When comparing Federal Realty with other peers you can see that the stalwart REIT has consistently outperformed the others. There is a good reason that Mr. Market values Federal as a premium REIT.
The Bottom Line: Federal Realty is a "keeper" and the "blue chip" REIT has a proven history of outperformance. There's no way in the world that I would sell this stock today, especially given the solid fundamentals and more recent property level performance. Of course, I can only dream that I will one day own the shares and I accept the fact that when I get in at the bottom the shares will produce a much better return than getting in at the top. As the legendary investor Ben Graham prescribed:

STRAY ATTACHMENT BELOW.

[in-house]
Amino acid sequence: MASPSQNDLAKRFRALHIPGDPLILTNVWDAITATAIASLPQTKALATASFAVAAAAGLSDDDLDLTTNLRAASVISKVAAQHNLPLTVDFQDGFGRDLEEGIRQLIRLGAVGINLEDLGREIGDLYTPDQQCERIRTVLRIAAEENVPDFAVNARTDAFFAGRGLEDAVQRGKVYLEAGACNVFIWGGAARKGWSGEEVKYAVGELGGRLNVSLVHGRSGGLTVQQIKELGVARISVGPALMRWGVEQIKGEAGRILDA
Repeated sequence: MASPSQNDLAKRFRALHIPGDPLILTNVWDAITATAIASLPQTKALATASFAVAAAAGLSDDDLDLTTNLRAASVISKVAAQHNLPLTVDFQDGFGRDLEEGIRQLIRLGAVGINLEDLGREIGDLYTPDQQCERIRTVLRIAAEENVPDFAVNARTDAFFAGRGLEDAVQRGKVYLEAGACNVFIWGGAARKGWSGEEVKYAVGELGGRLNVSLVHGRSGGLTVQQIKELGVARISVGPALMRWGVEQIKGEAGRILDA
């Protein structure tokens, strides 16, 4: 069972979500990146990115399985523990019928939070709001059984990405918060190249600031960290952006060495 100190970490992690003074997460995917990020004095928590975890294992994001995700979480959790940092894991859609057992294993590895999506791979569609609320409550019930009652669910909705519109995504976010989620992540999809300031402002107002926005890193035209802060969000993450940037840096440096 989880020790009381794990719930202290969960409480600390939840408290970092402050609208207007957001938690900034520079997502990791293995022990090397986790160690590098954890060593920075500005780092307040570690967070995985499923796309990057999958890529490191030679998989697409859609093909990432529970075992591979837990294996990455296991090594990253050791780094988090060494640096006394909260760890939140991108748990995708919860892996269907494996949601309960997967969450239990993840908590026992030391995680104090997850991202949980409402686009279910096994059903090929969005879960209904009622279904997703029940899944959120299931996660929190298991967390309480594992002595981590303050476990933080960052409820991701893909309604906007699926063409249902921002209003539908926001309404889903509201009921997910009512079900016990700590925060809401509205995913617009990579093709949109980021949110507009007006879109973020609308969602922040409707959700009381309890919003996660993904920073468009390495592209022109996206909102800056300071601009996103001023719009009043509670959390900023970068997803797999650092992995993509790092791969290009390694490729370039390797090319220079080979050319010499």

An investment operation is one which, upon thorough analysis, promises safety of principal and satisfactory return. Operations not meeting these requirements are speculative.
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Source: SNL Financial, FAST Graphs, and FRT Investor Presentation.
Disclaimer: This article is intended to provide information to interested parties. As I have no knowledge of individual investor circumstances, goals, and/or portfolio concentration or diversification, readers are expected to complete their own due diligence before purchasing any stocks mentioned or recommended.